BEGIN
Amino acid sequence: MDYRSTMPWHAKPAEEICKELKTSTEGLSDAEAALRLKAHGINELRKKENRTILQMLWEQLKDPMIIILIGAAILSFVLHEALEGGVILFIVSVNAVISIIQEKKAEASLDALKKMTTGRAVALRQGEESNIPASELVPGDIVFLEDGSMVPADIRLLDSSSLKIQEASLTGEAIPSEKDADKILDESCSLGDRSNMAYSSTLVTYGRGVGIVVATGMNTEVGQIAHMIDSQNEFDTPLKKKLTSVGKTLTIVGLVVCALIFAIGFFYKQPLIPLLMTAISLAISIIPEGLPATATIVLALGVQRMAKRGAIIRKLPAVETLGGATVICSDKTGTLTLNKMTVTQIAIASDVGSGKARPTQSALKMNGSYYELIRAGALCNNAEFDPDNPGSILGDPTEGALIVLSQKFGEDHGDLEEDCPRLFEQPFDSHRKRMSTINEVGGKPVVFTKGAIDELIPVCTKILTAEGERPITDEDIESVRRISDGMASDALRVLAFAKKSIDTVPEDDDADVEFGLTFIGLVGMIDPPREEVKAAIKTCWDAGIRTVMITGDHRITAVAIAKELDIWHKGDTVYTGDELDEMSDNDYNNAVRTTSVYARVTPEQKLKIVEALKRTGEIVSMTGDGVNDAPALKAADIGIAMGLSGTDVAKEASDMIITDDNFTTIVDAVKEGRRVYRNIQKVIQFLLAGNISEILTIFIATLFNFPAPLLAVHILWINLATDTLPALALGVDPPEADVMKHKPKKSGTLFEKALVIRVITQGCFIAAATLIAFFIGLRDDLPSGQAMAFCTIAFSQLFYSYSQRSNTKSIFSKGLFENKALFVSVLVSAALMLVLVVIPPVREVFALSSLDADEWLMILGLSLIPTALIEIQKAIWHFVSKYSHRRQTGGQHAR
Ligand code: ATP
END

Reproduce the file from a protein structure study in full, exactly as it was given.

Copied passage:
Amino acid sequence: MDYRSTMPWHAKPAEEICKELKTSTEGLSDAEAALRLKAHGINELRKKENRTILQMLWEQLKDPMIIILIGAAILSFVLHEALEGGVILFIVSVNAVISIIQEKKAEASLDALKKMTTGRAVALRQGEESNIPASELVPGDIVFLEDGSMVPADIRLLDSSSLKIQEASLTGEAIPSEKDADKILDESCSLGDRSNMAYSSTLVTYGRGVGIVVATGMNTEVGQIAHMIDSQNEFDTPLKKKLTSVGKTLTIVGLVVCALIFAIGFFYKQPLIPLLMTAISLAISIIPEGLPATATIVLALGVQRMAKRGAIIRKLPAVETLGGATVICSDKTGTLTLNKMTVTQIAIASDVGSGKARPTQSALKMNGSYYELIRAGALCNNAEFDPDNPGSILGDPTEGALIVLSQKFGEDHGDLEEDCPRLFEQPFDSHRKRMSTINEVGGKPVVFTKGAIDELIPVCTKILTAEGERPITDEDIESVRRISDGMASDALRVLAFAKKSIDTVPEDDDADVEFGLTFIGLVGMIDPPREEVKAAIKTCWDAGIRTVMITGDHRITAVAIAKELDIWHKGDTVYTGDELDEMSDNDYNNAVRTTSVYARVTPEQKLKIVEALKRTGEIVSMTGDGVNDAPALKAADIGIAMGLSGTDVAKEASDMIITDDNFTTIVDAVKEGRRVYRNIQKVIQFLLAGNISEILTIFIATLFNFPAPLLAVHILWINLATDTLPALALGVDPPEADVMKHKPKKSGTLFEKALVIRVITQGCFIAAATLIAFFIGLRDDLPSGQAMAFCTIAFSQLFYSYSQRSNTKSIFSKGLFENKALFVSVLVSAALMLVLVVIPPVREVFALSSLDADEWLMILGLSLIPTALIEIQKAIWHFVSKYSHRRQTGGQHAR
Ligand code: ATP